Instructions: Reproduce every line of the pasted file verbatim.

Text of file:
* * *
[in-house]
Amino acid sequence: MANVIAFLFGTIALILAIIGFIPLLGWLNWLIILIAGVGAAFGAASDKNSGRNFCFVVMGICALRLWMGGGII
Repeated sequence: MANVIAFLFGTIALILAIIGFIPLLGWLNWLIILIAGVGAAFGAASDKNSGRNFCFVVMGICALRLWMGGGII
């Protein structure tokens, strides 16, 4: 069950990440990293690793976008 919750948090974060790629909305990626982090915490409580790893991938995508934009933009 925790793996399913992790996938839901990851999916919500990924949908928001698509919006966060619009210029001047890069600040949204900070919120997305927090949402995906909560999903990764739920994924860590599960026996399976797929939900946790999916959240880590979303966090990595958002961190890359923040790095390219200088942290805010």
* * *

[in-house]
Amino acid sequence: MANVIAFLFGTIALILAIIGFIPLLGWLNWLIILIAGVGAAFGAASDKNSGRNFCFVVMGICALRLWMGGGII
Repeated sequence: MANVIAFLFGTIALILAIIGFIPLLGWLNWLIILIAGVGAAFGAASDKNSGRNFCFVVMGICALRLWMGGGII
């Protein structure tokens, strides 16, 4: 069950990440990293690793976008 919750948090974060790629909305990626982090915490409580790893991938995508934009933009 925790793996399913992790996938839901990851999916919500990924949908928001698509919006966060619009210029001047890069600040949204900070919120997305927090949402995906909560999903990764739920994924860590599960026996399976797929939900946790999916959240880590979303966090990595958002961190890359923040790095390219200088942290805010």